The length of a circular helix of radius a and pitch 2πb expressed in rectangular coordinates as
equals , its curvature is and its torsion is
Examples
In music, pitch space is often modeled with helices or double helices, most often extending out of a circle such as the circle of fifths, so as to represent octave equivalency.
See also
 Alpha helix
 Boerdijk–Coxeter helix
 Collagen
 Double helix
 Helical symmetry
 Helicoid
 Helix angle
 Seashell surface
 Solenoid
 Spiral
 Superhelix
 Triple helix
References
 ^ Weisstein, Eric W., "Helicoid" from MathWorld.
 ^ ἕλιξ, Henry George Liddell, Robert Scott, A GreekEnglish Lexicon, on Perseus
 ^ "Double Helix" by Sándor Kabai, Wolfram Demonstrations Project.
 ^ O'Neill, B. Elementary Differential Geometry, 1961 pg 72
 ^ O'Neill, B. Elementary Differential Geometry, 1961 pg 74
 ^ Weisstein, Eric W., "Helix" from MathWorld.
Categories: Helices
 Geometric shapes
 Curves
 Greek loanwords
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hélix — hélix … Dictionnaire des rimes
Helix — ? Helix … Википедия
hélix — [ eliks ] n. m. • 1690; gr. helix « spirale » 1 ♦ Anat. Ourlet du pavillon de l oreille, décrivant un demi cercle en partant de la conque jusqu à la partie supérieure du lobule. 2 ♦ Zool. Escargot. ● hélix nom masculin (latin scientifique helix,… … Encyclopédie Universelle
Helix SF — is a quarterly American speculative fiction online magazine edited by William Sanders and Lawrence Watt Evans. The poetry editor is Bud Webster.Sanders began the magazine as a place where writers could publish things that none of the regular… … Wikipedia
helix — HÉLIX s.n. (anat.) Margine a pavilionului urechii. [< fr. hélix, cf. gr. helix]. Trimis de LauraGellner, 20.04.2005. Sursa: DN HÉLIX s. n. margine a pavilionului urechii. (< fr. hélix) … Dicționar Român
hélix — m. anat. Repliegue semicircular en el borde del pabellón de la oreja. Medical Dictionary. 2011. hélix repliegue semicircular que forma el … Diccionario médico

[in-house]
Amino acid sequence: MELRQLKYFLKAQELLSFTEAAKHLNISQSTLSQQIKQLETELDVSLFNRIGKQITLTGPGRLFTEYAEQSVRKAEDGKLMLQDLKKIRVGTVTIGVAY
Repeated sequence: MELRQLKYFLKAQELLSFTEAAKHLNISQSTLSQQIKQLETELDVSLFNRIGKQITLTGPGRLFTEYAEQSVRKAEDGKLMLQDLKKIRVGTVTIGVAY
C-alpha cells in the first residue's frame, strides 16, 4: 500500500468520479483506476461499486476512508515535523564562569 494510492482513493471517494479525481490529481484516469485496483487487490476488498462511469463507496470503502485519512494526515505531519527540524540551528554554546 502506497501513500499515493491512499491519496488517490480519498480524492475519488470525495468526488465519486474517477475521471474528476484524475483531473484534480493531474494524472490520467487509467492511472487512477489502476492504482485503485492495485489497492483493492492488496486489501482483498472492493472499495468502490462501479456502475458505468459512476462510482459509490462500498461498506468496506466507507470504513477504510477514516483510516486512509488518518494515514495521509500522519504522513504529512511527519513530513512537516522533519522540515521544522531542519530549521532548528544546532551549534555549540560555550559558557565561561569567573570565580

helix — helix; helix·in; helix·om·e·ter; su·per·helix; … English syllables
Helix — He lix, n.; pl. L. {Helices}, E. {Helixes}. [L. helix, Gr. ?, ?, fr. ? to turn round; cf. L. volvere, and E. volute, voluble.] 1. (Geom.) A nonplane curve whose tangents are all equally inclined to a given plane. The common helix is the curve… … The Collaborative International Dictionary of English
Helix — Helix, OR U.S. city in Oregon Population (2000): 183 Housing Units (2000): 68 Land area (2000): 0.114338 sq. miles (0.296135 sq. km) Water area (2000): 0.000000 sq. miles (0.000000 sq. km) Total area (2000): 0.114338 sq. miles (0.296135 sq. km)… … StarDict's U.S. Gazetteer Places
Helix, OR — U.S. city in Oregon Population (2000): 183 Housing Units (2000): 68 Land area (2000): 0.114338 sq. miles (0.296135 sq. km) Water area (2000): 0.000000 sq. miles (0.000000 sq. km) Total area (2000): 0.114338 sq. miles (0.296135 sq. km) FIPS code:… … StarDict's U.S. Gazetteer Places
helix — a spiral thing, 1560s, from L. helix spiral, from Gk. helix (gen. helikos), related to eilein to turn, twist, roll, from PIE *wel ik , from root *wel to turn, revolve (see VULVA (Cf. vulva)) … Etymology dictionary